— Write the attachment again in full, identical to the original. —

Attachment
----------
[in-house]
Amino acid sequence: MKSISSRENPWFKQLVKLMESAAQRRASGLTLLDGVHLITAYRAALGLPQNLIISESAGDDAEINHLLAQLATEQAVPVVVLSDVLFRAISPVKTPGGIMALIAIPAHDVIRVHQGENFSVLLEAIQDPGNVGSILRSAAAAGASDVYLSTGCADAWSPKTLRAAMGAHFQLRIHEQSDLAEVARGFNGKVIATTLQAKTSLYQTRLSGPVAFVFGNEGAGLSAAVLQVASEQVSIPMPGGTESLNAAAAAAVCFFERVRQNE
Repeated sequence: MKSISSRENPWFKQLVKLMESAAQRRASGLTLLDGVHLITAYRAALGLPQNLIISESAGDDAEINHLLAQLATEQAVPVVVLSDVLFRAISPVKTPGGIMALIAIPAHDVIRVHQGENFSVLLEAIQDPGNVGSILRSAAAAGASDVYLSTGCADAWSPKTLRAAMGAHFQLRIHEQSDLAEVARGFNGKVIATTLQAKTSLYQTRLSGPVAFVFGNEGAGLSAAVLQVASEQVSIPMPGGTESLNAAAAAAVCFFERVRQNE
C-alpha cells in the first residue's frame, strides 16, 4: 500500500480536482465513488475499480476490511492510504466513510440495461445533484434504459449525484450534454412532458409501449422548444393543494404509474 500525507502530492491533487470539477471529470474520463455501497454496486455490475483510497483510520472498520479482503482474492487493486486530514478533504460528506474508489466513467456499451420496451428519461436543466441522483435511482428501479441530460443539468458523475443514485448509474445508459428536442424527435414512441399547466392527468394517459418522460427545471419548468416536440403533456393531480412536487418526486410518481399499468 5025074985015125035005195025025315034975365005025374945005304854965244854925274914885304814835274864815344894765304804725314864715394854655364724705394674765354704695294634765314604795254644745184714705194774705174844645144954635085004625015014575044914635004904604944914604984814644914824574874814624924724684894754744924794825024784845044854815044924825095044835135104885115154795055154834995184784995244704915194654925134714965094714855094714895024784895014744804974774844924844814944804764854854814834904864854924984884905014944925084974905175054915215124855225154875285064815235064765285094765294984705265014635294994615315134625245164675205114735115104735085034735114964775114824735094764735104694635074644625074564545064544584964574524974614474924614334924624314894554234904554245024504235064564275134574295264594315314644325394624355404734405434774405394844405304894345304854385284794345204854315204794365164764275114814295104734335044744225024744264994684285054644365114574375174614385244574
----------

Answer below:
[in-house]
Amino acid sequence: MKSISSRENPWFKQLVKLMESAAQRRASGLTLLDGVHLITAYRAALGLPQNLIISESAGDDAEINHLLAQLATEQAVPVVVLSDVLFRAISPVKTPGGIMALIAIPAHDVIRVHQGENFSVLLEAIQDPGNVGSILRSAAAAGASDVYLSTGCADAWSPKTLRAAMGAHFQLRIHEQSDLAEVARGFNGKVIATTLQAKTSLYQTRLSGPVAFVFGNEGAGLSAAVLQVASEQVSIPMPGGTESLNAAAAAAVCFFERVRQNE
Repeated sequence: MKSISSRENPWFKQLVKLMESAAQRRASGLTLLDGVHLITAYRAALGLPQNLIISESAGDDAEINHLLAQLATEQAVPVVVLSDVLFRAISPVKTPGGIMALIAIPAHDVIRVHQGENFSVLLEAIQDPGNVGSILRSAAAAGASDVYLSTGCADAWSPKTLRAAMGAHFQLRIHEQSDLAEVARGFNGKVIATTLQAKTSLYQTRLSGPVAFVFGNEGAGLSAAVLQVASEQVSIPMPGGTESLNAAAAAAVCFFERVRQNE
C-alpha cells in the first residue's frame, strides 16, 4: 500500500480536482465513488475499480476490511492510504466513510440495461445533484434504459449525484450534454412532458409501449422548444393543494404509474 500525507502530492491533487470539477471529470474520463455501497454496486455490475483510497483510520472498520479482503482474492487493486486530514478533504460528506474508489466513467456499451420496451428519461436543466441522483435511482428501479441530460443539468458523475443514485448509474445508459428536442424527435414512441399547466392527468394517459418522460427545471419548468416536440403533456393531480412536487418526486410518481399499468 5025074985015125035005195025025315034975365005025374945005304854965244854925274914885304814835274864815344894765304804725314864715394854655364724705394674765354704695294634765314604795254644745184714705194774705174844645144954635085004625015014575044914635004904604944914604984814644914824574874814624924724684894754744924794825024784845044854815044924825095044835135104885115154795055154834995184784995244704915194654925134714965094714855094714895024784895014744804974774844924844814944804764854854814834904864854924984884905014944925084974905175054915215124855225154875285064815235064765285094765294984705265014635294994615315134625245164675205114735115104735085034735114964775114824735094764735104694635074644625074564545064544584964574524974614474924614334924624314894554234904554245024504235064564275134574295264594315314644325394624355404734405434774405394844405304894345304854385284794345204854315204794365164764275114814295104734335044744225024744264994684285054644365114574375174614385244574